Marital Conflict: Managing Your Emotional Brain to Improve Your Marriage

Marital Conflict: Managing Your Emotional Brain to Improve Your Marriage

Marriage couple learning how to manage conflict

I hear it all the time, “We were good most of the week, something was said and we blew up on each other,” or “We ended up not talking for 2-3 days.” It’s in those moments couples feel like they don’t have control of what happens.

And they’re partly right. Our emotional brain heavily influences our consciousness. The arguing, the silence, the feeling of panic, the increased heart rate, the seemingly “irrational” behavior is a response to your emotional brain.

The Amygdala: Always On Guard

The amygdala, the center of your emotional brain, works outside of your awareness. It acts as a guard, scanning for signs of danger. Its the ally you want in your corner if things get out of hand. Its the friend that makes sure a creep doesn’t slip something in your drink.

The amygdala looks for the negative. For good reason. If you’re bike riding through the woods, and there’s a long black stick in the middle of the trail, the amgydala ramps up. Sensing threat, it sends a distress signal to the entire brain.

Danger!

Snake!

Danger!

Receiving the message, your brain and body are provoked to respond. Your heart speeds up, muscles tense, and fight-flight-freeze is activated. If you’re like me, you’re taking flight the other way until you’re clear of danger.

You may freeze, not sure what to do.

Someone else may see it as a challenge, and fight, by trying to kill it or finding a way to get around it. Then again, it’s quite possible it was only a stick, not a snake.

But your amgydala’s job isn’t to be right, it’s to protect you from danger. I guess it goes without saying – sometimes – it’ll be wrong. Better safe than sorry is its motto.

Maybe you’re not riding a bike trail, though.

Maybe you just got home and your partner looks up with a disapproving, frustrated look. Your amygdala evaluating this situation in terms of threat senses danger. It sends the distress signal. And before you have time to think, you blurt out, “WHAT now, I can’t get halfway in the door and you’re already looking at me like I did something wrong.”

And just like that, the evening unfolds with arguing or icy silence.

Scanning facial expressions, body language, volume, and tone, your amygdala judges when there’s an emotional threat. If threatening enough, it sets in motion the brain and body, well before you consciously realize what’s happening. Rational thought fails. You end up impulsively reacting, to the detriment of the relationship.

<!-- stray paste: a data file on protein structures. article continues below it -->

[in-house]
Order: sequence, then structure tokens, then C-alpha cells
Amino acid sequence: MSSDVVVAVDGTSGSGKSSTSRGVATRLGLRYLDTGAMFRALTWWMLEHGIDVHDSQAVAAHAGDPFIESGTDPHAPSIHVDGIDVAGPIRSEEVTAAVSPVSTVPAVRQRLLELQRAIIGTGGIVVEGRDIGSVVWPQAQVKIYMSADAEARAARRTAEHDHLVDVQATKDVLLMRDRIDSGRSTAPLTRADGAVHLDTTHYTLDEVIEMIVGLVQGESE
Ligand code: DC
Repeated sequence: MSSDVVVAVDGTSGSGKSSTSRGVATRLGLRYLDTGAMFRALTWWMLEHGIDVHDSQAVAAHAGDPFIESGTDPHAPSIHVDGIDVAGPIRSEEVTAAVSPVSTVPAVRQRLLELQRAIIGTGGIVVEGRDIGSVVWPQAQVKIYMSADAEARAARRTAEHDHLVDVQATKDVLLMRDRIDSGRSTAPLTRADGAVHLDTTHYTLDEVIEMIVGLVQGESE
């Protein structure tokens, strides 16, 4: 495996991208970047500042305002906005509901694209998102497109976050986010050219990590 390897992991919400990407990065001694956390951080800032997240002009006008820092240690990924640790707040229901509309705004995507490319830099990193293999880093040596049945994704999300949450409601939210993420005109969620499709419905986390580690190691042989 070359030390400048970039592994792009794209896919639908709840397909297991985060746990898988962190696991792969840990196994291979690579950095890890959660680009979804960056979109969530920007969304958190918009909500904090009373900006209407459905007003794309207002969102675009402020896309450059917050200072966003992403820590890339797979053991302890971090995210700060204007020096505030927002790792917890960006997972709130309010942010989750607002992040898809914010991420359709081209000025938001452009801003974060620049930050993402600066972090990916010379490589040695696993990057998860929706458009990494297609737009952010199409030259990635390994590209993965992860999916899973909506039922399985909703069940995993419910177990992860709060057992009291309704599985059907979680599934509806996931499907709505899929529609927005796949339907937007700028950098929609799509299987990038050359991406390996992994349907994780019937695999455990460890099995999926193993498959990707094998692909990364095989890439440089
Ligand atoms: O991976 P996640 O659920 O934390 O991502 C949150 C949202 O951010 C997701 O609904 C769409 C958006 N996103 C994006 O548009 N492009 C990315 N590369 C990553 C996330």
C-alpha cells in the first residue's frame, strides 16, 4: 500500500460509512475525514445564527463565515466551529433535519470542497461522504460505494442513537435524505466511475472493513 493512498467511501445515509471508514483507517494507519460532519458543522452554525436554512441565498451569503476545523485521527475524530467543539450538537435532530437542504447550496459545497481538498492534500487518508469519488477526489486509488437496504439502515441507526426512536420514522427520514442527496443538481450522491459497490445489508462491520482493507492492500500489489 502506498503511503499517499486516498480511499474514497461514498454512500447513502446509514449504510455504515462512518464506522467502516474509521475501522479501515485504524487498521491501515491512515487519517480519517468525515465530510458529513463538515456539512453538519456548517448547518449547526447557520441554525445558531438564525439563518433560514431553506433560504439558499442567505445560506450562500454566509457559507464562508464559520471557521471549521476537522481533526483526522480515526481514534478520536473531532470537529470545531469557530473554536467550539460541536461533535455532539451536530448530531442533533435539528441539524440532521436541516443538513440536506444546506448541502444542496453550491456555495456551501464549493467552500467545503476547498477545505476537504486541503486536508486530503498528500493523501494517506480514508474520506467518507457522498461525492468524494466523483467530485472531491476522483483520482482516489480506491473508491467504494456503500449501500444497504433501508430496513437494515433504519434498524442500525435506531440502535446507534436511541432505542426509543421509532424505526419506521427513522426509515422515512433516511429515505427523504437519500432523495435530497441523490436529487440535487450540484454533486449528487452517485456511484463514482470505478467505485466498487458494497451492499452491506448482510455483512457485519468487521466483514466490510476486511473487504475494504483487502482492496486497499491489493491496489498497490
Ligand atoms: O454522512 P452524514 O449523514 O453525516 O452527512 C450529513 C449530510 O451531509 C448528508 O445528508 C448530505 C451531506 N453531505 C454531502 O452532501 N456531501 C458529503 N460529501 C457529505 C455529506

Managing the “In-between” Emotions

It’s easy for partners to feel out of control when their reactions to each other are automatic. Improving your response to the amygdala’s distress signal, you can consciously choose a better way of responding.

As important as the amygdala is, criticism (fight), defensiveness (flight) and silence (freeze) are common results. Dealing with your feelings helps manage the in-between emotions of you and your partner. Calming the amygdala is the goal, and below are three ways to start building that skill. You don’t have to be a hostage to your reactivity.

  1. Identify your feelings. Being aware of your emotions you observe what feelings are rising and fading. It’s kinda like taking a step back and observing yourself. You may quickly notice an obvious emotion like anger. But then a less obvious emotion like exhaustion. For example, anger at your partner may be motivated by the feeling of exhaustion that the relationship is in a standstill.
  2. Consider your partner’s feelings. Showing compassion for your partner softens how you respond to them. Try to imagine, even in a small way, the painful feelings they’re experiencing. Their feelings are their reality. Try to accept it even if you don’t agree with it.
  3. Mindful pause. Pausing a few seconds before responding calms your emotional brain. It sets in motion the more “reasonable” parts of your brain that offer a clearer understanding (of your partner’s position). Slowing your response system regulates your emotions to make better choices. You respond differently. Mindfully responding instead of immediately reacting gets better results.

Your amygdala is going to do its job and set off a reaction. Sometimes an unhealthy one.  Congratulations, you’re human. But taking an active approach to thoughtfully responding helps you manage conflict differently.

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